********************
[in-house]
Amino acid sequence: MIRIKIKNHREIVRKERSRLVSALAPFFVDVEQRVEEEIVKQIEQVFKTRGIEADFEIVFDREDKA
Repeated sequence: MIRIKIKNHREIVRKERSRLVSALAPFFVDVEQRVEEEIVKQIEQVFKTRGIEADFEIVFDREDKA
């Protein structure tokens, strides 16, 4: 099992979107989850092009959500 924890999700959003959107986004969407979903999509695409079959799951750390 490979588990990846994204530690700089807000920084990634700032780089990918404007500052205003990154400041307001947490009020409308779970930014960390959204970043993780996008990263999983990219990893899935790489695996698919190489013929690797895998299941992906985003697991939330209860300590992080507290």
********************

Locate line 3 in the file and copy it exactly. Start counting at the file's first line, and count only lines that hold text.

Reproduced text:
Repeated sequence: MIRIKIKNHREIVRKERSRLVSALAPFFVDVEQRVEEEIVKQIEQVFKTRGIEADFEIVFDREDKA